This top ten list summarizes significant decisions of the Delaware Supreme Court and the Delaware Court of Chancery over the past calendar year 2018.
The cases selected either meaningfully changed Delaware law or provided clarity or guidance on issues relevant to corporate and commercial litigation in Delaware.
Among cases selected, in City of North Miami Beach General Employees’ Retirement Plan v. Dr. Pepper Snapple Group Inc., 189 A.3d 188 (Del. Ch. June 1, 2018) (Bouchard, Chancellor), the decision arose out of a merger involving the Dr. Pepper and Keurig companies.
In a reverse triangular merger, the parent company uses a subsidiary to acquire a target, with the target absorbing that subsidiary. The result was Dr. Pepper stockholders getting cash but retaining their stock, and Keurig’s stockholders getting a controlling interest in Dr. Pepper.
Certain Dr. Pepper stockholders sued in the Court of Chancery, asserting that they had appraisal rights to a judicially determined fair value in connection with the deal under Section 262 of the Delaware General Corporation Law (DGCL), which were being violated. The statute makes appraisal rights available to stockholders of a “constituent corporation.”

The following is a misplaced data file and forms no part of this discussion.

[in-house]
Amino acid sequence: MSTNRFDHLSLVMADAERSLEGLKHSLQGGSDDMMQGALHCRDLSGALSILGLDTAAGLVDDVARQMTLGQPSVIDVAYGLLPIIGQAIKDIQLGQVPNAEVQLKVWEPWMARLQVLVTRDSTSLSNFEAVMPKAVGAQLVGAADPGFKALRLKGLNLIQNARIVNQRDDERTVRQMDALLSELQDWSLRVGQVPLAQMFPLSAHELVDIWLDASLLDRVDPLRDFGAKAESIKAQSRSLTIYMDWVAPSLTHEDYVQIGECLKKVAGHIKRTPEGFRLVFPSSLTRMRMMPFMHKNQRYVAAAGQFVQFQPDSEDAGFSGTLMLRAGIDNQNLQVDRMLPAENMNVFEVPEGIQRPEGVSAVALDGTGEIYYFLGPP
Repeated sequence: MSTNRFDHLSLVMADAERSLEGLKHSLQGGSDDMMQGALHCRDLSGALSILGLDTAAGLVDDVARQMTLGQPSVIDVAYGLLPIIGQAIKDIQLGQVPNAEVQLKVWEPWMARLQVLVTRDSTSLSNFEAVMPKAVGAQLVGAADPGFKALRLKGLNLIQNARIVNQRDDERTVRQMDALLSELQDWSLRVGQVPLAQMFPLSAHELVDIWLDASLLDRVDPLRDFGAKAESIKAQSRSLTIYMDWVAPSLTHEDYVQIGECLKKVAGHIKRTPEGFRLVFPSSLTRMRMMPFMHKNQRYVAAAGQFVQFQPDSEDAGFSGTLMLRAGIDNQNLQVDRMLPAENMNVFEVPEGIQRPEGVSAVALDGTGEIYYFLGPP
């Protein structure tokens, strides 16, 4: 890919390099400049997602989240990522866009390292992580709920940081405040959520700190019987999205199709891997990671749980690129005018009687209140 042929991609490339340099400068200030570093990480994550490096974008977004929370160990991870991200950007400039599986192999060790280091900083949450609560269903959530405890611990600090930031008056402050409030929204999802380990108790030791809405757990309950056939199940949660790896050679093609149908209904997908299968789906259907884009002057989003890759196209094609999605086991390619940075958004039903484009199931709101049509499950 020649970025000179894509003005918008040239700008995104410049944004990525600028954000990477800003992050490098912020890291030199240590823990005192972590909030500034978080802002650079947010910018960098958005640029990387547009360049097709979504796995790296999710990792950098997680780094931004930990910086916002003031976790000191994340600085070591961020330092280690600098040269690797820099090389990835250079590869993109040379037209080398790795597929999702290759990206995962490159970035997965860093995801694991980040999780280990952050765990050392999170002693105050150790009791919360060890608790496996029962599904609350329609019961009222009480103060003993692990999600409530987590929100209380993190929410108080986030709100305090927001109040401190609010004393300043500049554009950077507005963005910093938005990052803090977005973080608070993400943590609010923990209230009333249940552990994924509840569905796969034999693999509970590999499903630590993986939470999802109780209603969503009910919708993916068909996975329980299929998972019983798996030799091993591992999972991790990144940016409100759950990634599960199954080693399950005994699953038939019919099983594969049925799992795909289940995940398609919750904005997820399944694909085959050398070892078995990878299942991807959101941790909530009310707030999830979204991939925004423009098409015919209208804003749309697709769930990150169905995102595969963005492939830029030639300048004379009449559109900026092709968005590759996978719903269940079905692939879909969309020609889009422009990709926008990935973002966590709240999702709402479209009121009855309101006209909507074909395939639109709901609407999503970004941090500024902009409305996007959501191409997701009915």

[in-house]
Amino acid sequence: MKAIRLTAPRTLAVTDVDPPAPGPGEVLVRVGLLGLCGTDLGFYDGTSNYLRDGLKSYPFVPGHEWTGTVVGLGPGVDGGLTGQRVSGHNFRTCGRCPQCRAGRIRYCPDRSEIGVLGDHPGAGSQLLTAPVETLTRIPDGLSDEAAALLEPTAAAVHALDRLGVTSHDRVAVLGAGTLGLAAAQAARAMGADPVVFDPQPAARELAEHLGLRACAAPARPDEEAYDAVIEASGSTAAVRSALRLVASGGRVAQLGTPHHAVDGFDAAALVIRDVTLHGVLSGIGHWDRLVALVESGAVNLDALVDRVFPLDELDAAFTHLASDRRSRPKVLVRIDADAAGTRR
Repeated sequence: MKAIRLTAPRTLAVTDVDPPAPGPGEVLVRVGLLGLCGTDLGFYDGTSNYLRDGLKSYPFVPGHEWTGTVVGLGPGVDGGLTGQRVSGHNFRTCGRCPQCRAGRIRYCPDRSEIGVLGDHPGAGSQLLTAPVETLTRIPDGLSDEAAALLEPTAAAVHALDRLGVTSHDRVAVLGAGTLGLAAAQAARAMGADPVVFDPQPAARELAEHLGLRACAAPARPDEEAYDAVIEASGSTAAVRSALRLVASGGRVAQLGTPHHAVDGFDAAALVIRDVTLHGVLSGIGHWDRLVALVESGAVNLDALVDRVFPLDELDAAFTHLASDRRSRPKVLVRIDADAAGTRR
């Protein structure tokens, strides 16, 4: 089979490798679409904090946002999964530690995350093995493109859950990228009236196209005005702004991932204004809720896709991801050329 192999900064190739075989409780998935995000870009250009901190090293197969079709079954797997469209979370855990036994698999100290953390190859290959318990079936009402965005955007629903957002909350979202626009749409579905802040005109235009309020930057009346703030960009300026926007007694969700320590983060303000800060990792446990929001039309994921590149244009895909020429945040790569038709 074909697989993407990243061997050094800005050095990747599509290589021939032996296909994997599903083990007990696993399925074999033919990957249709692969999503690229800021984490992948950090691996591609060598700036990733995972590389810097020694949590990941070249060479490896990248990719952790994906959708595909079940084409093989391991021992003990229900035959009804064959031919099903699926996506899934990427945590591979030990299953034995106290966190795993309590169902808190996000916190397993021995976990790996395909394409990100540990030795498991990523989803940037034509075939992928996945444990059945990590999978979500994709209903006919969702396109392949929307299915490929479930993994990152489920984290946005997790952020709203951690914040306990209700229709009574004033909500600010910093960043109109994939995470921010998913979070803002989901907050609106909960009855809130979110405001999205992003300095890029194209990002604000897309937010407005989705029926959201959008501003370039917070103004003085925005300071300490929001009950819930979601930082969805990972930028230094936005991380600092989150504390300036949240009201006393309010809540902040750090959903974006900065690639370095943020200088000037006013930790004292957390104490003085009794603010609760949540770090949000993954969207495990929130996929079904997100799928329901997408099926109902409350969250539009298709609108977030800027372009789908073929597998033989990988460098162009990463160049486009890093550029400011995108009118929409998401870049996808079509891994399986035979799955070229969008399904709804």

As this decision holds, that term means an entity actually being merged or combined, and not the parent of such an entity. Since Dr. Pepper itself did not merge or combine, its stockholders had no appraisal rights. Key Takeaway: Under Dr. Pepper, stockholders of a parent in a reverse triangular merger lack appraisal rights.
Other cases reviewed include:
CBS Corp. v. National Amusements, Inc., 2018 WL 2263385 (Del. Ch. May 17, 2018) (Bouchard, Chancellor). This decision, both front-page newsworthy and legally significant, arose out of the highly publicized dispute over a proposed transaction involving CBS and Viacom, each controlled by members of the Redstone family.
In re Tesla Motors Inc. Stockholder Litigation, 2018 WL 1560293 (Del. Ch. Mar. 28, 2018) (Slights, Vice Chancellor). This action involved the highly publicized automotive and energy company Tesla and the very public face of its organization, Elon Musk.
Akorn Inc. v. Fresenius Kabi AG, 2018 WL 4719347 (Del. Ch. Oct. 1, 2018), (Laster, Vice Chancellor), aff’d 2018 WL 6427137 (Table), which demonstrated that “MAEs under Delaware law are no longer mythical creatures, but they remain difficult to prove.”
Presented in no particular order, the list does not include every significant decision but provides litigants and litigators with an array of decisions on varied issues likely to affect business dealings or business litigation.